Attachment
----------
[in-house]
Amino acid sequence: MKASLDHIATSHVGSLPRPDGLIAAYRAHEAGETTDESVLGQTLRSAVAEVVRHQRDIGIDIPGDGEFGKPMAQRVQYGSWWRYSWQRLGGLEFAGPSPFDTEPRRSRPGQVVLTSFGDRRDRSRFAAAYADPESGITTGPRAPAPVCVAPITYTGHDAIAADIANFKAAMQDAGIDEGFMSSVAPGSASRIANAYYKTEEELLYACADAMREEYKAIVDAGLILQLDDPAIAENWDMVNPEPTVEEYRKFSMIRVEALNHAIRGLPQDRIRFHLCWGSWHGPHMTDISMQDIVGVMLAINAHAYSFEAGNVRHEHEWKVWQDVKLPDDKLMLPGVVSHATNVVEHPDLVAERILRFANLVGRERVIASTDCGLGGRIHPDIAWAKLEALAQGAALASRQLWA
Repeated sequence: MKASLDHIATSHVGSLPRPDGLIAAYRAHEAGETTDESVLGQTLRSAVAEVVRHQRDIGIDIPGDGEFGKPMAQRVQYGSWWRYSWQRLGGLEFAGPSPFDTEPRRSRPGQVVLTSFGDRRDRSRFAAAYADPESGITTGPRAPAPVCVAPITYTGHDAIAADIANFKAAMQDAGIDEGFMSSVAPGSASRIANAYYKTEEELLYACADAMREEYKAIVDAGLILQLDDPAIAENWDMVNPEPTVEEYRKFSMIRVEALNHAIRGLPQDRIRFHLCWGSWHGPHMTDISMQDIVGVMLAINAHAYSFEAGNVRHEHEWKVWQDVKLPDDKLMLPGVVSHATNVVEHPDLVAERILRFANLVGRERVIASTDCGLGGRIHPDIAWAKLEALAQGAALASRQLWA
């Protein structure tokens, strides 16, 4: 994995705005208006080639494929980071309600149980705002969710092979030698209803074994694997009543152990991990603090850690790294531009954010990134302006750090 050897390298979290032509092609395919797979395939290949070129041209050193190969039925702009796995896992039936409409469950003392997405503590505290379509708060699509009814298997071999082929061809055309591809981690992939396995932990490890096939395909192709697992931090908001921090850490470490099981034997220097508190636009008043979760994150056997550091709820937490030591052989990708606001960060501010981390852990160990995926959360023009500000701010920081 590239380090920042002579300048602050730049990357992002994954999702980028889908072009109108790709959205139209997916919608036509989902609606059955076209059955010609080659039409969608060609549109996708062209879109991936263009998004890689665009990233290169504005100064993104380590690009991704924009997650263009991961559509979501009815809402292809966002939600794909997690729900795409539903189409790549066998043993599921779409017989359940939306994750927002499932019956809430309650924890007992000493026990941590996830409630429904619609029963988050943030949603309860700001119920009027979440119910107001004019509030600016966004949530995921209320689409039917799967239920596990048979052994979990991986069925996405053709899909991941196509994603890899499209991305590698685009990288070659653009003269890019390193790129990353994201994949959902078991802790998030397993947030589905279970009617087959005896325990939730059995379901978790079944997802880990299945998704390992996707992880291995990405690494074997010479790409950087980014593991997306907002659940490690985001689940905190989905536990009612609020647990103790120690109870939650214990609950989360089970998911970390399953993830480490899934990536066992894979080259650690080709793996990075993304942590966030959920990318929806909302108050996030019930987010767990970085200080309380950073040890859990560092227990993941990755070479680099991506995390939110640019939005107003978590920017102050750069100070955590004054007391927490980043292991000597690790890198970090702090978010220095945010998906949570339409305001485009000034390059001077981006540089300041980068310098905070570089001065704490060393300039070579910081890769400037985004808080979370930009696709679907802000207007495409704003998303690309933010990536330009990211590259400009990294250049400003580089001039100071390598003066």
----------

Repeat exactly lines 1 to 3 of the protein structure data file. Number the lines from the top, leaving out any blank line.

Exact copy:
[in-house]
Amino acid sequence: MKASLDHIATSHVGSLPRPDGLIAAYRAHEAGETTDESVLGQTLRSAVAEVVRHQRDIGIDIPGDGEFGKPMAQRVQYGSWWRYSWQRLGGLEFAGPSPFDTEPRRSRPGQVVLTSFGDRRDRSRFAAAYADPESGITTGPRAPAPVCVAPITYTGHDAIAADIANFKAAMQDAGIDEGFMSSVAPGSASRIANAYYKTEEELLYACADAMREEYKAIVDAGLILQLDDPAIAENWDMVNPEPTVEEYRKFSMIRVEALNHAIRGLPQDRIRFHLCWGSWHGPHMTDISMQDIVGVMLAINAHAYSFEAGNVRHEHEWKVWQDVKLPDDKLMLPGVVSHATNVVEHPDLVAERILRFANLVGRERVIASTDCGLGGRIHPDIAWAKLEALAQGAALASRQLWA
Repeated sequence: MKASLDHIATSHVGSLPRPDGLIAAYRAHEAGETTDESVLGQTLRSAVAEVVRHQRDIGIDIPGDGEFGKPMAQRVQYGSWWRYSWQRLGGLEFAGPSPFDTEPRRSRPGQVVLTSFGDRRDRSRFAAAYADPESGITTGPRAPAPVCVAPITYTGHDAIAADIANFKAAMQDAGIDEGFMSSVAPGSASRIANAYYKTEEELLYACADAMREEYKAIVDAGLILQLDDPAIAENWDMVNPEPTVEEYRKFSMIRVEALNHAIRGLPQDRIRFHLCWGSWHGPHMTDISMQDIVGVMLAINAHAYSFEAGNVRHEHEWKVWQDVKLPDDKLMLPGVVSHATNVVEHPDLVAERILRFANLVGRERVIASTDCGLGGRIHPDIAWAKLEALAQGAALASRQLWA